Purpose: The aim of this study was to evaluate the visual outcomes and graft survival rate after therapeutic keratoplasty performed for interface infection after Descemet stripping automated endothelial keratoplasty (DSAEK).
Methods: This is a retrospective, interventional case series. The study population comprised 7 patients who developed unilateral post-DSAEK interface infection unresponsive to conservative treatment, with or without graft exchange, and were treated with penetrating keratoplasty (PK), 9 to 9.5 mm in diameter, with en bloc excision of the recipient cornea and DSAEK graft. The main outcome measures included best spectacle-corrected visual acuity, refractive error, histological examination, reinfection, and rejection and graft survival rates.
Results: Interface infection was diagnosed in 10 (0.92%) of 1088 eyes that underwent DSAEK at our institution between 2005 and 2013. Seven of 10 eyes (0.64% of the total) were unresponsive to conservative treatment and underwent therapeutic keratoplasty. Candida and Staphylococcus species were identified in 3 cases each, and Nocardia species was identified in 1 case. With a mean post-PK follow-up of 25.4 months (range 4–60 months), no recurrence of infection was seen in any eye, and 5 of 7 PK grafts remained clear. Best spectacle-corrected visual acuity was 20/20 in 2 eyes, better than 20/50 in 4 eyes, and 20/100 or worse in 3 eyes, in 2 of which the graft had failed within 1 year of performing the PK.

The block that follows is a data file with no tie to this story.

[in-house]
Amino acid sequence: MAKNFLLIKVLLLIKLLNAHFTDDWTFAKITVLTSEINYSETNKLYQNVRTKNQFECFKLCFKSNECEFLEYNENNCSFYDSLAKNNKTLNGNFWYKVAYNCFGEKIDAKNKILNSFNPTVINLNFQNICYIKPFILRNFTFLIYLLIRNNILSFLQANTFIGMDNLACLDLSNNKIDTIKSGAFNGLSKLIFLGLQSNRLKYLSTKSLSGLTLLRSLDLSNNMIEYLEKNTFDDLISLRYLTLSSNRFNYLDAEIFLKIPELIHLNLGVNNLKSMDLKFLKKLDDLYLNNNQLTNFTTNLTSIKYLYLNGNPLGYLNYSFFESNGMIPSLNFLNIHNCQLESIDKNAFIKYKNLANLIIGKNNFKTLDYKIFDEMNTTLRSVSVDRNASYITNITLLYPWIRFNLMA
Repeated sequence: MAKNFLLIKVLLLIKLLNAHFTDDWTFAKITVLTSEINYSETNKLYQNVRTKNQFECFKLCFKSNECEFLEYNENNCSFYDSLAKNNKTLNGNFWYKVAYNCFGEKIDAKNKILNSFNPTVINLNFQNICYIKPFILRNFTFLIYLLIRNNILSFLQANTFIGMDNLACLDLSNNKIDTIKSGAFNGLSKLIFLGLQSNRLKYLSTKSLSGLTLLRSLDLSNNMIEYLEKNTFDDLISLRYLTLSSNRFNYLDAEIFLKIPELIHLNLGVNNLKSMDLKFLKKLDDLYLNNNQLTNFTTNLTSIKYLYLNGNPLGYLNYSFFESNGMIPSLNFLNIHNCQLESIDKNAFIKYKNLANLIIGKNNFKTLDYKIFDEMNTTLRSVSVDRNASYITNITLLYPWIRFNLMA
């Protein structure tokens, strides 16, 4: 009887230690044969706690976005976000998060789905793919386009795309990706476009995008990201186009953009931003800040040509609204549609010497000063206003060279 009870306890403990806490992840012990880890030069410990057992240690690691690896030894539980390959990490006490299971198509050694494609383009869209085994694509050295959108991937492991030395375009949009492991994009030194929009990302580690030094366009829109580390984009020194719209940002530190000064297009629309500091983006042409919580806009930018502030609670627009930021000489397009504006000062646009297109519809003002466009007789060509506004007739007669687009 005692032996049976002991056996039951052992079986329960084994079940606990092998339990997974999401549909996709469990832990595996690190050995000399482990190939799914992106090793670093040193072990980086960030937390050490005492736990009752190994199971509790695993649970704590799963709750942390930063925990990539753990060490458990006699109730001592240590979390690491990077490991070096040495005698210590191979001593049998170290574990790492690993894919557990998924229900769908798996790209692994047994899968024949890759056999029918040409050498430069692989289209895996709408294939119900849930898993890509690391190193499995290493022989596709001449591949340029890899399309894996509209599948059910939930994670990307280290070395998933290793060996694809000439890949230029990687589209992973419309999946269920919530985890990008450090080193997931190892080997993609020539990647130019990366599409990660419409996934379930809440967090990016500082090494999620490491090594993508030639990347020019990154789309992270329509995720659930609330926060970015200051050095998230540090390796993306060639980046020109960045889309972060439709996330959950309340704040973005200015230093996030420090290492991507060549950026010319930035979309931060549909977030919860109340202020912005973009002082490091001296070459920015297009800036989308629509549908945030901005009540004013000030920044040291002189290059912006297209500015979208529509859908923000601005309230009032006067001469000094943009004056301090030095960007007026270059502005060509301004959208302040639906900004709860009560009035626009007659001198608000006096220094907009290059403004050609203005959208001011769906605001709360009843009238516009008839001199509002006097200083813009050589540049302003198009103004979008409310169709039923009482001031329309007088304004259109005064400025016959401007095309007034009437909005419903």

Conclusions: Therapeutic keratoplasty is instrumental in eliminating interface infection after DSAEK, possibly leading to excellent visual outcomes with a relatively high graft survival rate.